An Article Review
Group Think: What does 'Saturday Night Live' have in common with German philosophy
By Malcolm Gladwell, The New Yorker
December 2, 2002
Taking up a favorite theme of his – how innovation happens – Gladwell tells a number of stories about creativity in groups, ranging from the Saturday Night Live dream-team to the Lunar Men, a group of remarkable men at the cusp of the Industrial Revolution, who gathered every full moon to discuss, literally, everything under the sun...or... rather, the moon. These noteworthy chaps included Erasmus Darwin (the grandad of Charles), Matthew Boulton (metals industrialist), Josiah Wedgewood (fina china entrepreneur), James Watt (Mr. Steam Engine) and Jonathan Priestley (discovered oxygen).
From the recent book, The Lunar Men: Five Friends Whose Curiosity Changed the World, a group biography by Jenny Uglow: "their inquiries ranged over the whole spectrum, from astronomy and optics to fossils and ferns... One's personal passions – be it carriages, steam, minerals, chemistry, clocks – fired the others. There was no neat separation of subjects."
What were they doing? In an age before intellectual specialization, they were reaping the benefits of learning from each other across disciplines, and seeing novel insights from different perspectives. They also needed each other to think out-of-the-box and engage in "philosophical laughing" because "those who depart from cultural and intellectual consensus need people to walk beside them and laugh with them to give them confidence." [My emphasis] The SNL comedians – Dan Ackroyd, Gilda Radner, John Belushi, and Bill Murray – also had a similar dynamic. But what made them so good together also had a dark side; in their case, it was a deep, often self-destructive, creative and emotional interdependency. Substance abuse, trading sex partners, and no social life outside of their cosseted world took its toll at an individual level. Belushi overdosed and Radner got cancer. The others dispersed, which is normal, because many of these groups have a natural life cycle. "The special bonds that created the circle cannot last forever."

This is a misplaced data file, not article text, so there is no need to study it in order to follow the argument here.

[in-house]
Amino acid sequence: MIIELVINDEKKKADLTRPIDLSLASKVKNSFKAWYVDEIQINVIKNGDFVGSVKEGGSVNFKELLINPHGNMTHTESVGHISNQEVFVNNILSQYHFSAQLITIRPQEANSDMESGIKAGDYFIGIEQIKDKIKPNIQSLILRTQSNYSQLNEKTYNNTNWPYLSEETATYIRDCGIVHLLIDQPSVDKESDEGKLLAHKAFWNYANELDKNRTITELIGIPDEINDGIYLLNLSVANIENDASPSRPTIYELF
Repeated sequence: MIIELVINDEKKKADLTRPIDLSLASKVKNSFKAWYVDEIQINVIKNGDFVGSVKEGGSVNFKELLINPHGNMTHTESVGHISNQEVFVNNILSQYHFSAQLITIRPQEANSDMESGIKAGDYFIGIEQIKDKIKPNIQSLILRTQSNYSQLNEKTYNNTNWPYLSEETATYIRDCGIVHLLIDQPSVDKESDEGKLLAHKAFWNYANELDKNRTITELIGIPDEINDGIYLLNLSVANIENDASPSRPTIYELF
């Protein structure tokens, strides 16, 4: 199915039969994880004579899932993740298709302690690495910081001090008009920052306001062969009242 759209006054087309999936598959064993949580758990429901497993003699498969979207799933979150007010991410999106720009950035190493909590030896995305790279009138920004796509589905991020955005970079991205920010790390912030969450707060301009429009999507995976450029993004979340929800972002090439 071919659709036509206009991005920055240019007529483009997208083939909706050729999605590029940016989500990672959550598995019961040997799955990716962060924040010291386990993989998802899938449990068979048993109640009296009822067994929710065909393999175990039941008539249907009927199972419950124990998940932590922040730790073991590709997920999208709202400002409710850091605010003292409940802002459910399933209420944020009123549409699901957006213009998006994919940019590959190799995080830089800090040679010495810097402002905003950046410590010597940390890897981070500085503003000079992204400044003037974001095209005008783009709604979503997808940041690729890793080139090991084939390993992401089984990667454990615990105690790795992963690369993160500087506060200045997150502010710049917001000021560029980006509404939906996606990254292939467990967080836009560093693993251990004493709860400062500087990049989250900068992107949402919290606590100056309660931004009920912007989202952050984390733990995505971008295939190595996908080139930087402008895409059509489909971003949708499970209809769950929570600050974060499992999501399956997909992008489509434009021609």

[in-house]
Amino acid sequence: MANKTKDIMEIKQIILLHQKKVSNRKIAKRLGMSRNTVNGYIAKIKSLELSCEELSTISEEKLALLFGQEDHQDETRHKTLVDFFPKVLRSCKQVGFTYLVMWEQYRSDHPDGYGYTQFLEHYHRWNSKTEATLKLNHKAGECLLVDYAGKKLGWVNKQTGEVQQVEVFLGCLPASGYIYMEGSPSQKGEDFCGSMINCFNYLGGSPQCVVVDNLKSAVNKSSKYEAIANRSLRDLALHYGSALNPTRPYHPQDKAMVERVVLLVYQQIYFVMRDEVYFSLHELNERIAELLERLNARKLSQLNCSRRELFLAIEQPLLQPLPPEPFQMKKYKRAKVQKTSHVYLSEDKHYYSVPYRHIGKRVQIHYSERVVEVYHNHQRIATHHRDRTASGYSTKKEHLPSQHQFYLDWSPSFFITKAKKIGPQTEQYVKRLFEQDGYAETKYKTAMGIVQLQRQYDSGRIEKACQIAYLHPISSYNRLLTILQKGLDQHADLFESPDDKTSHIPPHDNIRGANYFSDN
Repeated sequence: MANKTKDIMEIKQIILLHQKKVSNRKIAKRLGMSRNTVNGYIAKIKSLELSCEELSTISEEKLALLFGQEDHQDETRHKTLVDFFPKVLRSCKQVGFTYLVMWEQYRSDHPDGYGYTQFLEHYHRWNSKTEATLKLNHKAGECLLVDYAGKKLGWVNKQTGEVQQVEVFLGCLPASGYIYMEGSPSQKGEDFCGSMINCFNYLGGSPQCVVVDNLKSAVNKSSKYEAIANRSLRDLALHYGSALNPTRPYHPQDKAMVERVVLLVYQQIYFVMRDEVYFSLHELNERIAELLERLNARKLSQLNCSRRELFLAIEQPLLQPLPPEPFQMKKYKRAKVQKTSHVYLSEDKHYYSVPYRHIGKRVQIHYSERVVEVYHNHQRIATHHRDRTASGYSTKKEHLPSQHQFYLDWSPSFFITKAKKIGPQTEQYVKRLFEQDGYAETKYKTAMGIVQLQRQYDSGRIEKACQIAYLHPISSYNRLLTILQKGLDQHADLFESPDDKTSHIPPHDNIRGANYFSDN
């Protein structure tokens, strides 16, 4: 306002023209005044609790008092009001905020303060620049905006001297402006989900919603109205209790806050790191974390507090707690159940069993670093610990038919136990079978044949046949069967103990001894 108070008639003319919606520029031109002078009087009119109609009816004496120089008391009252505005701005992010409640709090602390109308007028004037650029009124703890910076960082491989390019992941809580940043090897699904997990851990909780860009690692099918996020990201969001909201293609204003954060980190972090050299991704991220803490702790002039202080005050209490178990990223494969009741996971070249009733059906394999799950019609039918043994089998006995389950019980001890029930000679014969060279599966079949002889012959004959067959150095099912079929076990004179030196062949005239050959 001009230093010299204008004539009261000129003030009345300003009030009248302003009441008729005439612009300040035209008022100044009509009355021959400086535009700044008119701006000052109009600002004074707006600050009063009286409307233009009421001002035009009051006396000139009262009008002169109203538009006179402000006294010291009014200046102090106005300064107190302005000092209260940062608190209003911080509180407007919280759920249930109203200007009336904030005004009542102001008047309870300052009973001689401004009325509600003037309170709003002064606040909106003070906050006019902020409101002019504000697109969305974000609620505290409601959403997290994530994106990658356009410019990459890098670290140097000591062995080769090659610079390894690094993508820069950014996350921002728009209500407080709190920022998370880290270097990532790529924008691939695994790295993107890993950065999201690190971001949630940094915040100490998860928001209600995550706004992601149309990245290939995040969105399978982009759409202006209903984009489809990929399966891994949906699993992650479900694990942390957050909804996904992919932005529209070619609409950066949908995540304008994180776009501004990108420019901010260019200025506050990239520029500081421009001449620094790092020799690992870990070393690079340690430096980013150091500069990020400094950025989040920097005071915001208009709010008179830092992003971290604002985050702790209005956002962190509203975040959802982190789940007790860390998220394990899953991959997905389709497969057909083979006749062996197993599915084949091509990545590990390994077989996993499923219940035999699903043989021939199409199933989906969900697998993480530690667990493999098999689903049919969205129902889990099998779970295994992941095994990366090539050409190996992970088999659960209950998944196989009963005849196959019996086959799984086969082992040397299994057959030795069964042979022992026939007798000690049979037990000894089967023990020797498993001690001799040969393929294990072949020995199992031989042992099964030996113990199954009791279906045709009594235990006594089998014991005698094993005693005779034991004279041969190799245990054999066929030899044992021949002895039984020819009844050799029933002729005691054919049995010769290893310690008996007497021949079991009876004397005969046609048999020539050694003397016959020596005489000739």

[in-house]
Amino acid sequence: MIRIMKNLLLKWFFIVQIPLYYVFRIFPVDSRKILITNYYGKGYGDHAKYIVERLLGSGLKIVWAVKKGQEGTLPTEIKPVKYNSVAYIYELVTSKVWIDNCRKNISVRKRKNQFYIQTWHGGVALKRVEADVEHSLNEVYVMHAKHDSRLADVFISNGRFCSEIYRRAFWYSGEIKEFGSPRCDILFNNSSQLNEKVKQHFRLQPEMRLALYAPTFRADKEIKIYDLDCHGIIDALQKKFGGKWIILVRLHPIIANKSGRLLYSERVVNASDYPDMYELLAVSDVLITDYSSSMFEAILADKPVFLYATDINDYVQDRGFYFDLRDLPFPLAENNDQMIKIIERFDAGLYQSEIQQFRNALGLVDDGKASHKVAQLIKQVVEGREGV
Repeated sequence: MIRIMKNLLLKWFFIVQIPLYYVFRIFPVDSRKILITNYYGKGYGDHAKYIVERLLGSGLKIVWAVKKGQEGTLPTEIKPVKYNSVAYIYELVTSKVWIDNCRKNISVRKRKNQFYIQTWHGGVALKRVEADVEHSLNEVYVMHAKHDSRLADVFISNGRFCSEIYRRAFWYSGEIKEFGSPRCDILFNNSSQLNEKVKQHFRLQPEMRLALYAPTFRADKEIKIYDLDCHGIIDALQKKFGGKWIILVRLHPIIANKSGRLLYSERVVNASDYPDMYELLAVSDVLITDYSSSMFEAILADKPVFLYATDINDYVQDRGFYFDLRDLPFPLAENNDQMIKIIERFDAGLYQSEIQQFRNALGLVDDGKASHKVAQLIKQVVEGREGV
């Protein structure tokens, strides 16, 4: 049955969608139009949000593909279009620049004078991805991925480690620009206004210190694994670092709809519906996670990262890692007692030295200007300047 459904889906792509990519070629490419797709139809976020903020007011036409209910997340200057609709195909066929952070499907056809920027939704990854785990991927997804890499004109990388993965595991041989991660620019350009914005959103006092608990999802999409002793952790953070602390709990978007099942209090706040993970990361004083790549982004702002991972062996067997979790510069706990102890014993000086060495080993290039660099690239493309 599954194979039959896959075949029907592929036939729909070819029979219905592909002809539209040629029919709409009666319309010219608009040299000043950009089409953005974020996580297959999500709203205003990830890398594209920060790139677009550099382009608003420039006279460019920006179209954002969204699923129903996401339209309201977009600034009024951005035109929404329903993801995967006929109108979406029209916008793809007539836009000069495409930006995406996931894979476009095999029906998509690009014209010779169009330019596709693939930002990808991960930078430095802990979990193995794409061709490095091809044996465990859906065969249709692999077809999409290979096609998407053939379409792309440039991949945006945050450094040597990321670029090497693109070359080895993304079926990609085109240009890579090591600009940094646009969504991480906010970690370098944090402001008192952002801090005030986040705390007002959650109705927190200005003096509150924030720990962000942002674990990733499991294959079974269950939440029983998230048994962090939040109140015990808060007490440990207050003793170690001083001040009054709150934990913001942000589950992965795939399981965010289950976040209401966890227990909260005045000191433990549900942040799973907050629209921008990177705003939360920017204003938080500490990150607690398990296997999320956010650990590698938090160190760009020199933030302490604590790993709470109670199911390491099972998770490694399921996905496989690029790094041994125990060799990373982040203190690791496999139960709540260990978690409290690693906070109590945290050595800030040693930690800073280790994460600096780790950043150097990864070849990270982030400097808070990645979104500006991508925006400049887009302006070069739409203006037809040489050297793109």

Using these strikingly different stories from different eras, Gladwell helps us to see that you need the 'right' amount of groupthink for great ideas to occur. We often reflexively dismiss groupthink as a bad thing, but this is not always so – a timely reminder for us practitioners who are responsible for designing such learning processes. Group structure also matters. For breakthrough thinking and genius, we need to combine the best traits of a "club" – without being too insular and boring; and a "cult" which met people's higher emotional needs – without cutting them off from reality. In other words, you need the right kind of homogeneity and exclusivity; that is, a "safe" place to discuss provocative ideas within a bounded, shared context. But you also need enough diversity, external pressures or outside feedback, and experiential and intellectual fire power for things to be stimulating. (GBN tried to strike this balance with varying degrees of success.)